Twenty years as the manager of any club at any level is a milestone which deserves respect but to achieve that in the top flight of English football is astonishing.
Arsène Wenger arrived in north London to be greeted with headlines of “Arsène Who?” and derision from Sir Alex Ferguson. Despite success at Monaco – made all the more remarkable following the revelations of bribery and corruption committed by bitter rivals Olympique Marseille – spending time in Japan meant that the Frenchman was largely forgotten in European football.
Few gave him more than two or three seasons. With his schoolmasterly air, Wenger was the antithesis of a football manager in the media’s eyes, and supporters as well. A third place finish in his first season won him some favour but the style of play more than anything else, won supporters over. Arsenal were among the best footballing sides in the country.
A double in 1997/98 was almost followed by the same a year later; one point off the title and eliminated in the FA Cup semi-final by Manchester United. People forget how different history was close to being in 1998/99. The success which followed through the turn of the new century was unsurprising until the move to the Emirates.
Persuading the fans to ‘buy into’ leaving Highbury was a tough job; Wenger carried the day for the board. Had he not been wholly supportive, willing to subordinate his own desire to win trophies, arguably the move would not have been the commercial success that it has been.
That ‘selflessness’ – albeit with selfish motivations, knowing it would give him more time in the job once the full impact of the move was felt – is not something his predecessors would not necessarily have agreed to. It went against the grain of English football, against the notion of winning is all at a certain level.
Yet it is also the case that more than a decade without the Premier League title has become a millstone around Wenger’s neck. Such has been his impact at Arsenal that the decade is seen as failure.
If he is culpable in that respect, it is only in the past four or five seasons, certainly not before. Money could have been spent more wisely in the transfer market and the club could have done many things differently but hindsight is a wonderful thing which eradicates any mistakes.
Looking back at the time Wenger arrived in north London is impossible without acknowledging the fundamental changes undergone in football itself. Wenger didn’t instigate these changes but for Arsenal, he was the perfect captain to steer the ship through. The perception of a stuffy Gentlemen’s Club with wisps of cigar smoke and brandy served at every board meeting has long gone; Arsenal is big business.
If there is one moment, one incident – action or decision – which ensured Wenger’s legacy at Arsenal, it was the sale of Nicolas Anelka to Real Madrid. Bought for £500,000 from Paris St Germain, Wenger lost him to Real Madrid but not before extracting £22.3m. The profit built Arsenal a new training complex at London Colney, with a little left over to purchase Thierry Henry.
The latter is something of a myth but the training facilities? That was pure Wenger. Involved intimately in the design, he equipped the club to the standard everyone presumed previously existed. They didn’t and Wenger made sure that they did.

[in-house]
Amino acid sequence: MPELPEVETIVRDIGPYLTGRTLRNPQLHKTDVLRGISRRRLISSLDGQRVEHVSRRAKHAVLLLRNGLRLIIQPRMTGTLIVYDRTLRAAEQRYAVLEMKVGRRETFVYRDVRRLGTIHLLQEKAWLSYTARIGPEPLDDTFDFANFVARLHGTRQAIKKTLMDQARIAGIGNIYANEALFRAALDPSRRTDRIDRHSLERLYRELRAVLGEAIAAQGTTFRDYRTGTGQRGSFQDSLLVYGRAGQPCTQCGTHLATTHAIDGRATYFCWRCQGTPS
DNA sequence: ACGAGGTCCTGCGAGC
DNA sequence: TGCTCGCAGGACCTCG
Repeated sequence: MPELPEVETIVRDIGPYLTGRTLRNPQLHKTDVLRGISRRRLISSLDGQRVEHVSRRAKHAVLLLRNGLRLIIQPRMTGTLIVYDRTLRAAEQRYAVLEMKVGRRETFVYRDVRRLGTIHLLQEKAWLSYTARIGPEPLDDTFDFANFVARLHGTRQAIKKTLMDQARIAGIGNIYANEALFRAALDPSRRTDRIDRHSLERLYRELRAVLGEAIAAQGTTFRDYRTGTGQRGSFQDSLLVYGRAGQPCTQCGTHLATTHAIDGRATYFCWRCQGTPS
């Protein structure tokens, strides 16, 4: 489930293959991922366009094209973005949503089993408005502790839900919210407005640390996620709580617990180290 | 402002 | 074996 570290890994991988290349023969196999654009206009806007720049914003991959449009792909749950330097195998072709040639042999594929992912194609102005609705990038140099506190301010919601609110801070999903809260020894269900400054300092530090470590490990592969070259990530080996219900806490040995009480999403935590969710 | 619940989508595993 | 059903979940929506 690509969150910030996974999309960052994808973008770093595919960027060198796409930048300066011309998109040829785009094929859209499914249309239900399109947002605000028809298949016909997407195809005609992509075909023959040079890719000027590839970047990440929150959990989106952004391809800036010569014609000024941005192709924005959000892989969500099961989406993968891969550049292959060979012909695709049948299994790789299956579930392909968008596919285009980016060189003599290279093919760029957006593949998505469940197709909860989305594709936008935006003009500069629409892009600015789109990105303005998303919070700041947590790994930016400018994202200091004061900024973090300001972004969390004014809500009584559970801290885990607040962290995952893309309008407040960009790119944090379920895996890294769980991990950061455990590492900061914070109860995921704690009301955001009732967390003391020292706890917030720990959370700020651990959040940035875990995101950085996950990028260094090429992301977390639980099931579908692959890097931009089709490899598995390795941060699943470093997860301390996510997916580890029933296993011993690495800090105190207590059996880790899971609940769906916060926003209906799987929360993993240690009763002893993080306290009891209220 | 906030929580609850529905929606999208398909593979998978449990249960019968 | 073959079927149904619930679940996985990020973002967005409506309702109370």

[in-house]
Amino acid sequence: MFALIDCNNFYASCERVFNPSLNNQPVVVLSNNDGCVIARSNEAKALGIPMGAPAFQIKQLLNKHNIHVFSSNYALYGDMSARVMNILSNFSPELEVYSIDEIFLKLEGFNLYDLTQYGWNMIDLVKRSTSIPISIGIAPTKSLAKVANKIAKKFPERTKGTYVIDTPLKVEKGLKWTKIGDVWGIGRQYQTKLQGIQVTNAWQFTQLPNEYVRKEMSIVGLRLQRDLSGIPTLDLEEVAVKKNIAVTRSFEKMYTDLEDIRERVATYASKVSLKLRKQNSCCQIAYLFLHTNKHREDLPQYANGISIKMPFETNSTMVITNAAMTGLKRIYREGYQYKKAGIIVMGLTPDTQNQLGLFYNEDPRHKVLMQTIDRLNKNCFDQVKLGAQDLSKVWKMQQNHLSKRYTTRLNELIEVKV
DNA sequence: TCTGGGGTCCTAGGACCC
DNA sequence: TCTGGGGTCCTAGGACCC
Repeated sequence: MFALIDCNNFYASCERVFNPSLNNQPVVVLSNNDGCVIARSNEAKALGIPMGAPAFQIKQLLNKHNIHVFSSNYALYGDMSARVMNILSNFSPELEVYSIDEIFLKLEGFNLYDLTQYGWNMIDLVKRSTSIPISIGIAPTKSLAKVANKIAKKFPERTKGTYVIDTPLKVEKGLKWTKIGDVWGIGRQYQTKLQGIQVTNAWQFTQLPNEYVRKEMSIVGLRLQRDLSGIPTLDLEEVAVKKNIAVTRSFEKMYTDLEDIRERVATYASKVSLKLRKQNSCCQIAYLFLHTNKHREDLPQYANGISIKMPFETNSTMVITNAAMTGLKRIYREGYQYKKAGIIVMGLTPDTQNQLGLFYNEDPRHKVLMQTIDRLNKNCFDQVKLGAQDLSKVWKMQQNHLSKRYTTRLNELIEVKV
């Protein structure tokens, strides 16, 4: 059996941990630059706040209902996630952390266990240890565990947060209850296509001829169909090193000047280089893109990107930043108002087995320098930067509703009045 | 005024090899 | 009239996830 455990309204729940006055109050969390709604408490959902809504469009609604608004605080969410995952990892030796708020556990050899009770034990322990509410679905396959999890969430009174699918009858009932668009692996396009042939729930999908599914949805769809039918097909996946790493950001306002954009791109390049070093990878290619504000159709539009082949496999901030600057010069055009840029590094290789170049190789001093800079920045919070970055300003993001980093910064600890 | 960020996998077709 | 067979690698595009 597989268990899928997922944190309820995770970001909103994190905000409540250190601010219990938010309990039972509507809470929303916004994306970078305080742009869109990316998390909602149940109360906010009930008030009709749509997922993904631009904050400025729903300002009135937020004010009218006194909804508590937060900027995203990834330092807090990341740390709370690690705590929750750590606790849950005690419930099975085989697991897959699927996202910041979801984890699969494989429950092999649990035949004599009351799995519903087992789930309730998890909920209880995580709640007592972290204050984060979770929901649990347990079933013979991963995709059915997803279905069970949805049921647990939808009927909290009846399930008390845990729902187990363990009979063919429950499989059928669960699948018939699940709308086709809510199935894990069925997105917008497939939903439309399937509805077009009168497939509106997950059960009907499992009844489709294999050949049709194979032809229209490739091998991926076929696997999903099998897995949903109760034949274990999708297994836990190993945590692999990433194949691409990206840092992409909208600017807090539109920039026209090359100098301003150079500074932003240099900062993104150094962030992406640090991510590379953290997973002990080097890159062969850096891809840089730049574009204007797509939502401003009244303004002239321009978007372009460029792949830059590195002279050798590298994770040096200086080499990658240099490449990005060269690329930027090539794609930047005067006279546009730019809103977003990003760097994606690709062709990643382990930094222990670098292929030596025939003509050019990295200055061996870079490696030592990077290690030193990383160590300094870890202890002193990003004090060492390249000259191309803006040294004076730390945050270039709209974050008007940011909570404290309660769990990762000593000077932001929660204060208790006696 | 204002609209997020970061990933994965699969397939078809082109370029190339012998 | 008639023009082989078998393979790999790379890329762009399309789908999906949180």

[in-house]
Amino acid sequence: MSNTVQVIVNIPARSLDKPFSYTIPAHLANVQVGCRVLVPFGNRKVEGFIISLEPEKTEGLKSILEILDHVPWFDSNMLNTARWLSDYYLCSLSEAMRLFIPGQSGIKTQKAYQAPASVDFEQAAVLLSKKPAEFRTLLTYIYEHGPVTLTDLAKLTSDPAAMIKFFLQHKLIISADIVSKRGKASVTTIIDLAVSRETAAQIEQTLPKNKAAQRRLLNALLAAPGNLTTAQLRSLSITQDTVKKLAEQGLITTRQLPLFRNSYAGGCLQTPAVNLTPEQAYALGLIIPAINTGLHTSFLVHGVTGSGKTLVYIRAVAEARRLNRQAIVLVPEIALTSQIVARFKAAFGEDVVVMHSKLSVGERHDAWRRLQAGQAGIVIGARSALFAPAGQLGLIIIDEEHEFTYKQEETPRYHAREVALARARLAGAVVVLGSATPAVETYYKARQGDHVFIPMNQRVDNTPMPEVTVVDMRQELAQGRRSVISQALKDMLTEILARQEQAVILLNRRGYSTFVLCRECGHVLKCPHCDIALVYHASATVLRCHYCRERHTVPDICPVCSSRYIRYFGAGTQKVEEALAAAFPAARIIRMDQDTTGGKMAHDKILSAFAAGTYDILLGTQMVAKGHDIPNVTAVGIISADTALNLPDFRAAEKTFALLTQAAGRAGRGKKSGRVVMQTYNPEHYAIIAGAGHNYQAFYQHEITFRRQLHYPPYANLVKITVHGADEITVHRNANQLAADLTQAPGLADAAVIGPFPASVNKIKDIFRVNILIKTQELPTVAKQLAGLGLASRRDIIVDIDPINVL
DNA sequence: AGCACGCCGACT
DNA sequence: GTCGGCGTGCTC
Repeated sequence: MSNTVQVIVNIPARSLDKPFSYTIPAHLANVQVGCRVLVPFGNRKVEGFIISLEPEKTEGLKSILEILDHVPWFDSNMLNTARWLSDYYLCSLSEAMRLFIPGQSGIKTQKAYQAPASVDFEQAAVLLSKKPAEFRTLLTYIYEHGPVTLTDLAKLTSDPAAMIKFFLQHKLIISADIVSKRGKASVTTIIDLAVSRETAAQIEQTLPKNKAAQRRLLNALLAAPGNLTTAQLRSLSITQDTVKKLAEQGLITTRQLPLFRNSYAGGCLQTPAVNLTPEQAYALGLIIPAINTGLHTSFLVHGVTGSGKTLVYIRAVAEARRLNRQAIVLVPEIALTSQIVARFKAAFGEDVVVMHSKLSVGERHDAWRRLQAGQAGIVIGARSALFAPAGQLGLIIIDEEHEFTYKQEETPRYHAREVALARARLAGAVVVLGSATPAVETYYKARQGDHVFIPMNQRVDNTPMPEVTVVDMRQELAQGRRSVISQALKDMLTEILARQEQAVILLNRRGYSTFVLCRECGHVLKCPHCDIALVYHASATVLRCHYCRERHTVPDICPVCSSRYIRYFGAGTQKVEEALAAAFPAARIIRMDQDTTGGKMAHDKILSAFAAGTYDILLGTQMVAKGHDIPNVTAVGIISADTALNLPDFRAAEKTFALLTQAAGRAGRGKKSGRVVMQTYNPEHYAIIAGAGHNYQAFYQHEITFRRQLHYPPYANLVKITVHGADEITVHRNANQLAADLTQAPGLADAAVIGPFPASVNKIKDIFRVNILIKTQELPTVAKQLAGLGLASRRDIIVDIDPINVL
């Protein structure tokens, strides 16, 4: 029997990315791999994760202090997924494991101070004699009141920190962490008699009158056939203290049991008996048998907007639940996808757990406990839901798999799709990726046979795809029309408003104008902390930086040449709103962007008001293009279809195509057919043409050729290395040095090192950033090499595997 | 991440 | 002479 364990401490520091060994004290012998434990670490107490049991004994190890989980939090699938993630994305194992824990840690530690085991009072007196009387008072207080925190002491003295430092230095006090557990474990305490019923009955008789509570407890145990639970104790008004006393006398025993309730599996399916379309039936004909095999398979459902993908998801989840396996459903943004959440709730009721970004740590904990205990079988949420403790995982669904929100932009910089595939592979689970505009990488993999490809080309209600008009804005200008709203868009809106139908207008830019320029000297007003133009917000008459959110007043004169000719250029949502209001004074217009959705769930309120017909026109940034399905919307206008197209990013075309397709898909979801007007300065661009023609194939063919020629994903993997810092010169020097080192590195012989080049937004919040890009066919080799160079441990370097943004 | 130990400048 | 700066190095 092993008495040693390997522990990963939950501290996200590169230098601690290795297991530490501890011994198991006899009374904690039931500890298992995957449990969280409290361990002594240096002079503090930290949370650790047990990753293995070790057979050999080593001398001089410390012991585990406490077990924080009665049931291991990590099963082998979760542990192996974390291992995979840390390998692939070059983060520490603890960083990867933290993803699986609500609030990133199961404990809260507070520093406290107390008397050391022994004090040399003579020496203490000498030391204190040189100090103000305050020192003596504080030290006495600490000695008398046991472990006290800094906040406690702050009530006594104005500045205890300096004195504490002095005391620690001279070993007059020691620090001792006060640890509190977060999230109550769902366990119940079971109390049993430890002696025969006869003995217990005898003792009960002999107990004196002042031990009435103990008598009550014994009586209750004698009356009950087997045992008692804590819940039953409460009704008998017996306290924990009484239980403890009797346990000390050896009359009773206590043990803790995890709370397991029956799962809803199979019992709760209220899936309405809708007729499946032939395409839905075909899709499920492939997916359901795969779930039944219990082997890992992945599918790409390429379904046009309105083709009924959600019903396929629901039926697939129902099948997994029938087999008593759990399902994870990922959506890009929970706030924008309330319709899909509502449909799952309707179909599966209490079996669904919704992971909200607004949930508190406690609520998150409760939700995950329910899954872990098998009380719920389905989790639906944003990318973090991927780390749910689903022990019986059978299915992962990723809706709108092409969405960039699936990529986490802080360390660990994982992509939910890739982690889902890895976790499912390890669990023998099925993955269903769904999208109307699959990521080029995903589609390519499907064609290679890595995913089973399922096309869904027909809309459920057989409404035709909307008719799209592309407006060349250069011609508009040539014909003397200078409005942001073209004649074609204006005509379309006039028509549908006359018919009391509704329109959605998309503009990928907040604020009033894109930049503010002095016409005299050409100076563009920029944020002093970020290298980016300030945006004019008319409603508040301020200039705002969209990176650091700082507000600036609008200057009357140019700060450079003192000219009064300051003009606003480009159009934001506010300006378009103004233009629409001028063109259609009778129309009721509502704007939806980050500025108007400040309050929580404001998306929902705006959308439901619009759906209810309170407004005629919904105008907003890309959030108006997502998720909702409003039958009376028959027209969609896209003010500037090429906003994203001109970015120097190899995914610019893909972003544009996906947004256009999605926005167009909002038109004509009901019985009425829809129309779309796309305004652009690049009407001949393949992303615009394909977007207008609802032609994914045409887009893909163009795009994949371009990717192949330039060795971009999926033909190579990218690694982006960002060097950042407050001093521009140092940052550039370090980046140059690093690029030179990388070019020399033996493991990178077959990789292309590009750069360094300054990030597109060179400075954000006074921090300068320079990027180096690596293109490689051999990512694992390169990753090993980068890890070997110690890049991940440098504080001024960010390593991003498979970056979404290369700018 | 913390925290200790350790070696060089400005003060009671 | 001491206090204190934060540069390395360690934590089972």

Bringing Arsenal into the 21st Century improved the club’s standing. No longer were they reliant upon the history which oozed from every crack and crevice at Highbury. The manager could now make the club’s training ground his base of operations, the selling point for new signings.
But it was so much more than that. Seemingly insignificant changes mingled with the changes to diet and routines. Phasing out the drinking culture was no small move but necessary as he looked to promote a healthier attitude in the players. Equally, constructing training pitches to the dimensions to those of opponents was a change in the preparation; the smallest details were important and paying dividends on the pitch.
That success underpins everything Arsenal is today. Doubles, unbeaten seasons, cups; they all add to the lustre around Arsenal. It helped build the legend – dare we mention it in a footballing sense, the ‘brand’ – and that attracted new supporters around the globe. On the pitch, the style of football became compelling toward 2003/04 and in that magical 49 match unbeaten run, a reputation stuck to the name Arsenal and the club cashed in on the manager’s success.
Moving to the Emirates was another Wenger project. The areas of the stadium reserved for the players – the changing rooms, the treatment rooms – were his domain. Quite rightly, he had the final say on their design, making sure that those who entered the pitch wearing the famous red shirts and white sleeves were the best prepared they could ever be.
Like Herbert Chapman before him, Wenger is laying the foundations for managers to come. Chapman’s influence is still felt the minute you walk out the tube station he had renamed. There were other things of course – the white sleeves on the red shirt, for example – and some of his notions were overtaken by technology.
But like Wenger, the spirit of his idealism remains intact. Chapman wanted to create a great club; take the raw materials of the club he found and improve it for future generations. It was about winning trophies but that wasn’t the only thing which mattered. Ensuring that Arsenal Football Club became associated with class and the best that they can be was vital.
Wenger is trying to do the same now. The training ground is once more set to undergo an overhaul, the youth academy to be similarly better equipped. The studious man from Alsace is determined that the club’s infrastructure on the playing side will be second to none.
Talk of busts and statues is a fine ideal but leaving the club in a far better position than when he joined will give Arsène Wenger more satisfaction than anything else.